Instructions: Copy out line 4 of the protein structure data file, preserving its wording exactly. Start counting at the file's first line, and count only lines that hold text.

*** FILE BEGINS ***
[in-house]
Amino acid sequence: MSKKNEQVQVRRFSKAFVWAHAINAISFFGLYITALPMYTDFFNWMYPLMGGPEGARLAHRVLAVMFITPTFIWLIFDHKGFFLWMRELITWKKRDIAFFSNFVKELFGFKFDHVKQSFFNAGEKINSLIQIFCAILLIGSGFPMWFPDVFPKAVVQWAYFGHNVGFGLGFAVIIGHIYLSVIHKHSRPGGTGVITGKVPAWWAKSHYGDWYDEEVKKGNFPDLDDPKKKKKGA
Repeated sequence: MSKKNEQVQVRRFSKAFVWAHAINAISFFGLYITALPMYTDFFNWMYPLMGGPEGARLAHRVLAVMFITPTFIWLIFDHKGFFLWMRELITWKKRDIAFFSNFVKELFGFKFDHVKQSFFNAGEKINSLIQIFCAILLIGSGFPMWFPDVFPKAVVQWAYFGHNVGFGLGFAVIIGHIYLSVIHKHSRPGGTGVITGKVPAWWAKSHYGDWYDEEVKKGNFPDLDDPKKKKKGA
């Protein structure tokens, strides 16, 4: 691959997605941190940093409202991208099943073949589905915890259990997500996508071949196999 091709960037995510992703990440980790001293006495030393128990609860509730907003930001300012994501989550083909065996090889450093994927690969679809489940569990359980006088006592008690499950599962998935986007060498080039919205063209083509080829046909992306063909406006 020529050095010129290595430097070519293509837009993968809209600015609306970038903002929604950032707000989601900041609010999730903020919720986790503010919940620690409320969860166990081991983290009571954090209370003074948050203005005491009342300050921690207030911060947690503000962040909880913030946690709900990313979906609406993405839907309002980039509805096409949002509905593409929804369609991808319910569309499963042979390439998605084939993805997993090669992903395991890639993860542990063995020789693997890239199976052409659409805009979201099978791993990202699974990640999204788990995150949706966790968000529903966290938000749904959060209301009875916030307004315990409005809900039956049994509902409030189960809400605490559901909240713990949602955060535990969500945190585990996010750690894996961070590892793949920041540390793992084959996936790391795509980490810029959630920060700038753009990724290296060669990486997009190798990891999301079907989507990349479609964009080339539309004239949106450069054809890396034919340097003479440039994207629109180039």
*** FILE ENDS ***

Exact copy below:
């Protein structure tokens, strides 16, 4: 691959997605941190940093409202991208099943073949589905915890259990997500996508071949196999 091709960037995510992703990440980790001293006495030393128990609860509730907003930001300012994501989550083909065996090889450093994927690969679809489940569990359980006088006592008690499950599962998935986007060498080039919205063209083509080829046909992306063909406006 020529050095010129290595430097070519293509837009993968809209600015609306970038903002929604950032707000989601900041609010999730903020919720986790503010919940620690409320969860166990081991983290009571954090209370003074948050203005005491009342300050921690207030911060947690503000962040909880913030946690709900990313979906609406993405839907309002980039509805096409949002509905593409929804369609991808319910569309499963042979390439998605084939993805997993090669992903395991890639993860542990063995020789693997890239199976052409659409805009979201099978791993990202699974990640999204788990995150949706966790968000529903966290938000749904959060209301009875916030307004315990409005809900039956049994509902409030189960809400605490559901909240713990949602955060535990969500945190585990996010750690894996961070590892793949920041540390793992084959996936790391795509980490810029959630920060700038753009990724290296060669990486997009190798990891999301079907989507990349479609964009080339539309004239949106450069054809890396034919340097003479440039994207629109180039």